"In response to your inquiry, we are pleased to provide you with a general report of the condition of the property described above. Since we are not professional conservators or restorers, we urge you to consult with a restorer or conservator of your choice who will be better able to provide a detailed, professional report. Prospective buyers should inspect each lot to satisfy themselves as to condition and must understand that any statement made by Sotheby's is merely a subjective, qualified opinion. Prospective buyers should also refer to any Important Notices regarding this sale, which are printed in the Sale Catalogue.

Catalogue Note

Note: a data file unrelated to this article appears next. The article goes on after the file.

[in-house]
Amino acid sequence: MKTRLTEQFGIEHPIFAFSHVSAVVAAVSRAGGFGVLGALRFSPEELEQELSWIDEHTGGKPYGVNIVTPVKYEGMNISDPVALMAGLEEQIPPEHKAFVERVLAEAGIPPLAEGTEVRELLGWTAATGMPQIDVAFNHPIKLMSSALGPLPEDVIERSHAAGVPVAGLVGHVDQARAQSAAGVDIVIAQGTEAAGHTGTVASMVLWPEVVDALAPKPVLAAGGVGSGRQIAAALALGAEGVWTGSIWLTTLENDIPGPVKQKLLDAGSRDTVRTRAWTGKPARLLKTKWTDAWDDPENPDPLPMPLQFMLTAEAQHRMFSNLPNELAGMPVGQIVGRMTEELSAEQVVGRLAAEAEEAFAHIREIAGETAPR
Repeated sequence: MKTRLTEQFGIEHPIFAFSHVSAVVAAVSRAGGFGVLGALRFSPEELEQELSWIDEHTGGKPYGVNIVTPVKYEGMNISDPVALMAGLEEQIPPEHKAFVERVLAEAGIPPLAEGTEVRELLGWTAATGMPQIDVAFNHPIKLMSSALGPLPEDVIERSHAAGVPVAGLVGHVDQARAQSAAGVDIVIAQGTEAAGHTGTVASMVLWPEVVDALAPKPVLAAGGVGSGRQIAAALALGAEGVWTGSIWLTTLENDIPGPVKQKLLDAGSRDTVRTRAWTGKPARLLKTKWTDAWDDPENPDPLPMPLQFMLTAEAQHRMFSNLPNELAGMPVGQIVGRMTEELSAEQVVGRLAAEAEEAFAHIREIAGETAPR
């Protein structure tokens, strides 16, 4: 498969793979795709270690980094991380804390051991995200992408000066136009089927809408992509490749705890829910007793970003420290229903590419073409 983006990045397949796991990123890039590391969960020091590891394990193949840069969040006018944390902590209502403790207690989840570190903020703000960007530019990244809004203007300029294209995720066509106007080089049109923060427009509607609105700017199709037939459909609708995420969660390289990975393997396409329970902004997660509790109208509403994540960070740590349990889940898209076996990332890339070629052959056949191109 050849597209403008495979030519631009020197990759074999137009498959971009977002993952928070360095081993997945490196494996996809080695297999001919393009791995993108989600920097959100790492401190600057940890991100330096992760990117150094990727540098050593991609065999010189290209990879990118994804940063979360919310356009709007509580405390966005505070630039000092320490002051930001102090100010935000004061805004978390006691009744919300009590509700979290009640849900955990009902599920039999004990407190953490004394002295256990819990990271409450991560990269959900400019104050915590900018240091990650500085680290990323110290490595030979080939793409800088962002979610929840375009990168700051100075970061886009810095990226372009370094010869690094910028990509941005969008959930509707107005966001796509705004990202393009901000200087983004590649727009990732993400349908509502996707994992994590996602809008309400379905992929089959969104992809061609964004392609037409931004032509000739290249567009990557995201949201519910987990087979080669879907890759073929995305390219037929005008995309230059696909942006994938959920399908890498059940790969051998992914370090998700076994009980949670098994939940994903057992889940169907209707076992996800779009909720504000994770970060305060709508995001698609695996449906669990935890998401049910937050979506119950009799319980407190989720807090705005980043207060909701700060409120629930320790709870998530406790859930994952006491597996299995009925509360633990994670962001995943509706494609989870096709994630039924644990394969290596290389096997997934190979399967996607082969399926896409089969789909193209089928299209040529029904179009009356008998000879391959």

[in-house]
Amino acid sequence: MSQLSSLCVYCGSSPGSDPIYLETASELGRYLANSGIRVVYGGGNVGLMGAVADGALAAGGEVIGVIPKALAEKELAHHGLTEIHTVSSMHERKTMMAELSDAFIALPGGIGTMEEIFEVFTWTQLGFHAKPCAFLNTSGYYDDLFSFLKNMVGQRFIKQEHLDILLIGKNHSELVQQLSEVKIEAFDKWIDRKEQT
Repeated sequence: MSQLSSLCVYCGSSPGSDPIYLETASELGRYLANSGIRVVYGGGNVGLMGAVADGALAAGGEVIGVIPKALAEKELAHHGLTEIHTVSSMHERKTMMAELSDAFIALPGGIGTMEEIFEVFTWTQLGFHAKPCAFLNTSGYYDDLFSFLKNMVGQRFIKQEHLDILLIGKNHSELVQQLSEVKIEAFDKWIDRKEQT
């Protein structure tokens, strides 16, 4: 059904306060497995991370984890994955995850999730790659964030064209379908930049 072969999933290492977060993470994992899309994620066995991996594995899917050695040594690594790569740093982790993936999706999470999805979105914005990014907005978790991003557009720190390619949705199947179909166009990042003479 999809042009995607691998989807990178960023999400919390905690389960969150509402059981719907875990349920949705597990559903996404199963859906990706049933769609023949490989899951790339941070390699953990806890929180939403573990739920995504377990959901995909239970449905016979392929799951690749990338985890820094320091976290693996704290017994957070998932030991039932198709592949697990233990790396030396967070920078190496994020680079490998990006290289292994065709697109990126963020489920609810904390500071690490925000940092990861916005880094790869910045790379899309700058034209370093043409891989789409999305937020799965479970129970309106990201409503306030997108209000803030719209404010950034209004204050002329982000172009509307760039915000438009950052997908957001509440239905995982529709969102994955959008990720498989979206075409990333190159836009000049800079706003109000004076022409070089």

This painting is one from a set of the Four Seasons, of which two others are known. One of these, that depicting 'Autumn' was sold together with the present panel in the Sapieha sale in Paris in 1904, as the work of Pieter Bruegel the Elder (c. 1525–1569), where the former was incorrectly entitled 'Summer'. 'Summer' was subsequently sold separately to Eduard Parrot (d. 1917) in Frankfurt, and then sold after his death by the Munich dealer Julius Böhler to the Städel in Frankfurt (fig. 1).1 It has since been correctly identified as depicting the season of Autumn. The third panel, depicting the season of 'Spring', is first recorded in the collection of J.F. Christoffel in Antwerp in 1935, and remained with his descendants until sold London, Sotheby's, 6 July 2000, lot 44 (£250,000; fig. 2). All three paintings are on panels of near-identical size, have a very similar viewpoint and horizon line, and are surely by the same hand. Each seems to have traces of effaced roundels depicting the appropriate signs of the Zodiac across the upper margin of the sky. Each depicts a variety of figures engaged in the labours and pastimes of those months. In the present panel, the foreground is occupied by labourers sawing and carting timber; to their left numerous figures can be seen disporting upon the frozen moat of a walled town, whose fortified gate appears behind them, while on the right figures emerge from an inn to join a wedding procession with musicians and a figure being carried astride a barrel.